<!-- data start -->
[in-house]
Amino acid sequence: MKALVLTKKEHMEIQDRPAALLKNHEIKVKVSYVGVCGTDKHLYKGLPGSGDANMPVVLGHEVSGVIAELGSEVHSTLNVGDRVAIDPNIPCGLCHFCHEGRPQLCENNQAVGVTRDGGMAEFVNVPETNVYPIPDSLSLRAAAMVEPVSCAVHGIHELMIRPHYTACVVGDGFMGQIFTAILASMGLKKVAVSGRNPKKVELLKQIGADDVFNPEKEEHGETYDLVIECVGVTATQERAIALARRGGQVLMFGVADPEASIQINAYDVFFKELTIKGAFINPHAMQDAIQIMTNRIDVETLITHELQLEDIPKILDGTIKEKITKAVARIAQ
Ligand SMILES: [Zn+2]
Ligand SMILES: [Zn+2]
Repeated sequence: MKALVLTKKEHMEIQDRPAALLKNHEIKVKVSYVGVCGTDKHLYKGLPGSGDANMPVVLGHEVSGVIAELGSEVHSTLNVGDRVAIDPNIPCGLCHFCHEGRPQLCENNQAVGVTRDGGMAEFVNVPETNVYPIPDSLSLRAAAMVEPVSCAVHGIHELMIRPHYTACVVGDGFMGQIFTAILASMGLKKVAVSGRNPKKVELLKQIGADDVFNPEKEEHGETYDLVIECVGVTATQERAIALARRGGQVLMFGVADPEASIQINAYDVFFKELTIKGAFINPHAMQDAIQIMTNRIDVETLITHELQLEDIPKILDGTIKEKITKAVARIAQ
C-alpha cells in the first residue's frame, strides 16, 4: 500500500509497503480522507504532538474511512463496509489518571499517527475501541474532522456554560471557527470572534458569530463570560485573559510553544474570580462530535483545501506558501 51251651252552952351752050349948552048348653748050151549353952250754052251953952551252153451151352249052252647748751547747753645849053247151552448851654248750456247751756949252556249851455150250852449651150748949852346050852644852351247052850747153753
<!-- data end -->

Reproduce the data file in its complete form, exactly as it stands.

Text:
[in-house]
Amino acid sequence: MKALVLTKKEHMEIQDRPAALLKNHEIKVKVSYVGVCGTDKHLYKGLPGSGDANMPVVLGHEVSGVIAELGSEVHSTLNVGDRVAIDPNIPCGLCHFCHEGRPQLCENNQAVGVTRDGGMAEFVNVPETNVYPIPDSLSLRAAAMVEPVSCAVHGIHELMIRPHYTACVVGDGFMGQIFTAILASMGLKKVAVSGRNPKKVELLKQIGADDVFNPEKEEHGETYDLVIECVGVTATQERAIALARRGGQVLMFGVADPEASIQINAYDVFFKELTIKGAFINPHAMQDAIQIMTNRIDVETLITHELQLEDIPKILDGTIKEKITKAVARIAQ
Ligand SMILES: [Zn+2]
Ligand SMILES: [Zn+2]
Repeated sequence: MKALVLTKKEHMEIQDRPAALLKNHEIKVKVSYVGVCGTDKHLYKGLPGSGDANMPVVLGHEVSGVIAELGSEVHSTLNVGDRVAIDPNIPCGLCHFCHEGRPQLCENNQAVGVTRDGGMAEFVNVPETNVYPIPDSLSLRAAAMVEPVSCAVHGIHELMIRPHYTACVVGDGFMGQIFTAILASMGLKKVAVSGRNPKKVELLKQIGADDVFNPEKEEHGETYDLVIECVGVTATQERAIALARRGGQVLMFGVADPEASIQINAYDVFFKELTIKGAFINPHAMQDAIQIMTNRIDVETLITHELQLEDIPKILDGTIKEKITKAVARIAQ
C-alpha cells in the first residue's frame, strides 16, 4: 500500500509497503480522507504532538474511512463496509489518571499517527475501541474532522456554560471557527470572534458569530463570560485573559510553544474570580462530535483545501506558501 51251651252552952351752050349948552048348653748050151549353952250754052251953952551252153451151352249052252647748751547747753645849053247151552448851654248750456247751756949252556249851455150250852449651150748949852346050852644852351247052850747153753